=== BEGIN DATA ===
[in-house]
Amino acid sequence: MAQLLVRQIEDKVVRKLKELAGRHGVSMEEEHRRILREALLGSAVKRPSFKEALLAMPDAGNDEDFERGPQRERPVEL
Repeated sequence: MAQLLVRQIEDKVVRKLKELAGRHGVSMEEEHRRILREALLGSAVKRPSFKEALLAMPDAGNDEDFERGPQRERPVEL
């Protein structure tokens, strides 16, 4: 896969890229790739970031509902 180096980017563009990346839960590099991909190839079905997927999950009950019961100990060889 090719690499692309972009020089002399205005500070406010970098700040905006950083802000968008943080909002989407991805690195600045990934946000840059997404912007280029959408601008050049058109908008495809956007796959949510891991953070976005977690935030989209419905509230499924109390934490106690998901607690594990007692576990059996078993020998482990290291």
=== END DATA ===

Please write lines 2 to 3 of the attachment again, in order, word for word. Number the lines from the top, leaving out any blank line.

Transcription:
Amino acid sequence: MAQLLVRQIEDKVVRKLKELAGRHGVSMEEEHRRILREALLGSAVKRPSFKEALLAMPDAGNDEDFERGPQRERPVEL
Repeated sequence: MAQLLVRQIEDKVVRKLKELAGRHGVSMEEEHRRILREALLGSAVKRPSFKEALLAMPDAGNDEDFERGPQRERPVEL